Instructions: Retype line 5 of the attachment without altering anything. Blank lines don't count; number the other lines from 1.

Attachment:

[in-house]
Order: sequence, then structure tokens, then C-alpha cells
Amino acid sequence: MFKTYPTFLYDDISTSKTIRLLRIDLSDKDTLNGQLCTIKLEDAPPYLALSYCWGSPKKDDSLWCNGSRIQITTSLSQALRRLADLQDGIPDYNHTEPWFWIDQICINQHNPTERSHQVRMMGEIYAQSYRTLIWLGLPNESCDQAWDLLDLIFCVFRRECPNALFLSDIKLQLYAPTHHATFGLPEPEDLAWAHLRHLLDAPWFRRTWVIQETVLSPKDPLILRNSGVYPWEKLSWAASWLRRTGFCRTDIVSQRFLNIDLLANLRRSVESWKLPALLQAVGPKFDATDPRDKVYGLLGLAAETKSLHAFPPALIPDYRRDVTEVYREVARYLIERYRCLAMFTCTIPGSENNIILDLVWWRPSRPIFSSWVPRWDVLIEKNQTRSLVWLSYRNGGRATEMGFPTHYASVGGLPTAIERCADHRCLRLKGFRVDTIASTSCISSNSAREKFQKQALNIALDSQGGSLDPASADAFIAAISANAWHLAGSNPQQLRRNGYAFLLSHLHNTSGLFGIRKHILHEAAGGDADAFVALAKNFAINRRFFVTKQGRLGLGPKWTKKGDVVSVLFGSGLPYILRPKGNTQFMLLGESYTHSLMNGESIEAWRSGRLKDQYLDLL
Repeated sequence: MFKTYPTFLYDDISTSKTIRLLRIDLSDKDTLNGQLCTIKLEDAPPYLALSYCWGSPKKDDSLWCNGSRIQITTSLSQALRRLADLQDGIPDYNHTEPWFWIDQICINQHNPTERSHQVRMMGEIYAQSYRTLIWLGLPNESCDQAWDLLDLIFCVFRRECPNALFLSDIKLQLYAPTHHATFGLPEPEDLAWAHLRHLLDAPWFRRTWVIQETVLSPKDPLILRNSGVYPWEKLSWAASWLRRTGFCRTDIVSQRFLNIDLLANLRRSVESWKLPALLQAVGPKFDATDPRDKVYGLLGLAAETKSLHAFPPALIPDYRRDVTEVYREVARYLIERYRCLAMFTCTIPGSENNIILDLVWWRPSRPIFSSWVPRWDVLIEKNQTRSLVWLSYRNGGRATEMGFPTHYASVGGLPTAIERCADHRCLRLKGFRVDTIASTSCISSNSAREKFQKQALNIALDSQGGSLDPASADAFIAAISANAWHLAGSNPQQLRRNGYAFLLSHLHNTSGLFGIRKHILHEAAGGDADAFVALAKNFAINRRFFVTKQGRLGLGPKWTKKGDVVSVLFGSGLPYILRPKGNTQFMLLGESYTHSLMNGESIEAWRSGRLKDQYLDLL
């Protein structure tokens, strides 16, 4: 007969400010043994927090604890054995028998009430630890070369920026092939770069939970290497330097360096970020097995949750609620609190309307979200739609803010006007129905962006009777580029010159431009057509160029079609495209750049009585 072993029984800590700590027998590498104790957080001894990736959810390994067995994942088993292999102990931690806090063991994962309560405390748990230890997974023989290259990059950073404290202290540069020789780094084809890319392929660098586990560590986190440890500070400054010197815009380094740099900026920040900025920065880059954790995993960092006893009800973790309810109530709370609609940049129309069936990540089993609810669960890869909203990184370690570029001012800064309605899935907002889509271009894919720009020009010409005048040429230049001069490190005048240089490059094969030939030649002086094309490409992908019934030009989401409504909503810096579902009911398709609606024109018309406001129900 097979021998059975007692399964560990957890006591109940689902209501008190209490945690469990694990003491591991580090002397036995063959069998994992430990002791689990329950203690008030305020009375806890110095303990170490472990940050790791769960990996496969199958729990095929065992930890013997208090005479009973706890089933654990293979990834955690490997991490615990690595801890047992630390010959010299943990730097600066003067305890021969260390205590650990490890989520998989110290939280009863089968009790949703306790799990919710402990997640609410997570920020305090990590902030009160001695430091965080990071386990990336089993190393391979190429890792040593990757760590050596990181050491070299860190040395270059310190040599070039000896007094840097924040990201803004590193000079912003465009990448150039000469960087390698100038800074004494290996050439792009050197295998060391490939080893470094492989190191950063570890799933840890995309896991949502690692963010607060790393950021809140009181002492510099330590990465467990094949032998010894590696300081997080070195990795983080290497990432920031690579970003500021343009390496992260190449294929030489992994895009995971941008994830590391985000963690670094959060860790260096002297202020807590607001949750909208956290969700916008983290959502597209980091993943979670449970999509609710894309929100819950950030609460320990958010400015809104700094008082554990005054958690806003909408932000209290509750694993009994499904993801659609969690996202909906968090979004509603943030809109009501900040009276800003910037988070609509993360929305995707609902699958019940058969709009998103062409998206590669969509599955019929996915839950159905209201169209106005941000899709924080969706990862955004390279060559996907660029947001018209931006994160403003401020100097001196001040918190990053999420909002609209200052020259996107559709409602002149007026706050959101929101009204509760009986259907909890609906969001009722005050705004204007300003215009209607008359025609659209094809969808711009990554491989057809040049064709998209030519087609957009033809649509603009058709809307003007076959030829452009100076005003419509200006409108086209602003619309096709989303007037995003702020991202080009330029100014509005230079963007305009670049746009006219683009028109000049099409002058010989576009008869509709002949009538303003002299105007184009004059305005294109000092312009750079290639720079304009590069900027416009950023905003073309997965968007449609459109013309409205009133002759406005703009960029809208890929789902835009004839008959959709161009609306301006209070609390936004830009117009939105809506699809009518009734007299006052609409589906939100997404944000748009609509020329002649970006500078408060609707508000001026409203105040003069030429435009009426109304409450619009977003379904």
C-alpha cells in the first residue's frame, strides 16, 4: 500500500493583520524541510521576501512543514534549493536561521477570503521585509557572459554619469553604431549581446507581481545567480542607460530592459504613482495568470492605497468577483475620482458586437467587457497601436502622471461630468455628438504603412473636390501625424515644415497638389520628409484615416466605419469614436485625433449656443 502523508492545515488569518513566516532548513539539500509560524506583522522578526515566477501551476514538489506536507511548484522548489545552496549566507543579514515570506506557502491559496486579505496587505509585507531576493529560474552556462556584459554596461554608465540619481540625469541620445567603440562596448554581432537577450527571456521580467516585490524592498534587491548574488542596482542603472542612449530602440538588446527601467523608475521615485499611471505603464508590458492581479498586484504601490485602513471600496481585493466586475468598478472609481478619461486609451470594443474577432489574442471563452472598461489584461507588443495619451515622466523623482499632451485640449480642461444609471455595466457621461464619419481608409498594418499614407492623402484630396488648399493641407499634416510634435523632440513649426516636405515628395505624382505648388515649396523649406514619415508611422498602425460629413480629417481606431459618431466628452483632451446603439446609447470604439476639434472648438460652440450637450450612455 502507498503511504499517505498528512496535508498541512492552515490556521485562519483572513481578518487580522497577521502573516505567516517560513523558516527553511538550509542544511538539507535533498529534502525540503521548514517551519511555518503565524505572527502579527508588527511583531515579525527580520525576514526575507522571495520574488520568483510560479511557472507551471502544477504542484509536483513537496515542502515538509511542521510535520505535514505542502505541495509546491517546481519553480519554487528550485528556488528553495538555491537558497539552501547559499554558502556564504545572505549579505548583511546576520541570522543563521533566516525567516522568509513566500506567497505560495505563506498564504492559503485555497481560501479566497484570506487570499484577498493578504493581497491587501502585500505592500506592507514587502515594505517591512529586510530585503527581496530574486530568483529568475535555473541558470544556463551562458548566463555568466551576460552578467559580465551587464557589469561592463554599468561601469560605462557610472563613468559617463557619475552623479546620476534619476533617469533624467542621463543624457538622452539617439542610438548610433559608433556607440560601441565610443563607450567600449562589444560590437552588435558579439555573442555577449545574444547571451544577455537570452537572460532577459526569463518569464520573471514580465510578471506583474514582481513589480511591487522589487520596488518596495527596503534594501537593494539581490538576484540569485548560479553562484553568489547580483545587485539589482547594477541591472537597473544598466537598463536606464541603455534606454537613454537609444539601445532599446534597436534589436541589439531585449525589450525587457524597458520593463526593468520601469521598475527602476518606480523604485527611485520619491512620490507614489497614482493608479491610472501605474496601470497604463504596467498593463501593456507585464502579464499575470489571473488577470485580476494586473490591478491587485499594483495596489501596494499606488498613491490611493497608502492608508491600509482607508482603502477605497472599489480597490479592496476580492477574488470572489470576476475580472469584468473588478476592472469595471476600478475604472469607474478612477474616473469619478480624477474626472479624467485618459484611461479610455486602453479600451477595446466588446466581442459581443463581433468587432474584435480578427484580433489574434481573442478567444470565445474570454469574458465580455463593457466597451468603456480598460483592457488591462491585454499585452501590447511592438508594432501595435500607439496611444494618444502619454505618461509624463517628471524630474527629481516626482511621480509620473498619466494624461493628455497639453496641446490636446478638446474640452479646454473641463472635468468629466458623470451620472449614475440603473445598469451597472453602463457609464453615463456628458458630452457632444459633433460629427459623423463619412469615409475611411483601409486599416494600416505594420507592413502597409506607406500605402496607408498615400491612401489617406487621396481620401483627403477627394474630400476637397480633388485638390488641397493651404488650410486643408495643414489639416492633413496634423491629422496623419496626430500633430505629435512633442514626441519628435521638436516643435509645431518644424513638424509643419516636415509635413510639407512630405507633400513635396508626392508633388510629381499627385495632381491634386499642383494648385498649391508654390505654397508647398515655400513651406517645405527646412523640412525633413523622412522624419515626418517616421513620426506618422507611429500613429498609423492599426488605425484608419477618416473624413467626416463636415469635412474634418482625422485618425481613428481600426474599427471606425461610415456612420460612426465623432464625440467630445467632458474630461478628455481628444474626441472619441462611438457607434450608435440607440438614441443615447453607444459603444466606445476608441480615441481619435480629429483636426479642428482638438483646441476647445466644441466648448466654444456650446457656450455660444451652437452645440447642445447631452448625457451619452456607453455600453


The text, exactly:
């Protein structure tokens, strides 16, 4: 007969400010043994927090604890054995028998009430630890070369920026092939770069939970290497330097360096970020097995949750609620609190309307979200739609803010006007129905962006009777580029010159431009057509160029079609495209750049009585 072993029984800590700590027998590498104790957080001894990736959810390994067995994942088993292999102990931690806090063991994962309560405390748990230890997974023989290259990059950073404290202290540069020789780094084809890319392929660098586990560590986190440890500070400054010197815009380094740099900026920040900025920065880059954790995993960092006893009800973790309810109530709370609609940049129309069936990540089993609810669960890869909203990184370690570029001012800064309605899935907002889509271009894919720009020009010409005048040429230049001069490190005048240089490059094969030939030649002086094309490409992908019934030009989401409504909503810096579902009911398709609606024109018309406001129900 097979021998059975007692399964560990957890006591109940689902209501008190209490945690469990694990003491591991580090002397036995063959069998994992430990002791689990329950203690008030305020009375806890110095303990170490472990940050790791769960990996496969199958729990095929065992930890013997208090005479009973706890089933654990293979990834955690490997991490615990690595801890047992630390010959010299943990730097600066003067305890021969260390205590650990490890989520998989110290939280009863089968009790949703306790799990919710402990997640609410997570920020305090990590902030009160001695430091965080990071386990990336089993190393391979190429890792040593990757760590050596990181050491070299860190040395270059310190040599070039000896007094840097924040990201803004590193000079912003465009990448150039000469960087390698100038800074004494290996050439792009050197295998060391490939080893470094492989190191950063570890799933840890995309896991949502690692963010607060790393950021809140009181002492510099330590990465467990094949032998010894590696300081997080070195990795983080290497990432920031690579970003500021343009390496992260190449294929030489992994895009995971941008994830590391985000963690670094959060860790260096002297202020807590607001949750909208956290969700916008983290959502597209980091993943979670449970999509609710894309929100819950950030609460320990958010400015809104700094008082554990005054958690806003909408932000209290509750694993009994499904993801659609969690996202909906968090979004509603943030809109009501900040009276800003910037988070609509993360929305995707609902699958019940058969709009998103062409998206590669969509599955019929996915839950159905209201169209106005941000899709924080969706990862955004390279060559996907660029947001018209931006994160403003401020100097001196001040918190990053999420909002609209200052020259996107559709409602002149007026706050959101929101009204509760009986259907909890609906969001009722005050705004204007300003215009209607008359025609659209094809969808711009990554491989057809040049064709998209030519087609957009033809649509603009058709809307003007076959030829452009100076005003419509200006409108086209602003619309096709989303007037995003702020991202080009330029100014509005230079963007305009670049746009006219683009028109000049099409002058010989576009008869509709002949009538303003002299105007184009004059305005294109000092312009750079290639720079304009590069900027416009950023905003073309997965968007449609459109013309409205009133002759406005703009960029809208890929789902835009004839008959959709161009609306301006209070609390936004830009117009939105809506699809009518009734007299006052609409589906939100997404944000748009609509020329002649970006500078408060609707508000001026409203105040003069030429435009009426109304409450619009977003379904």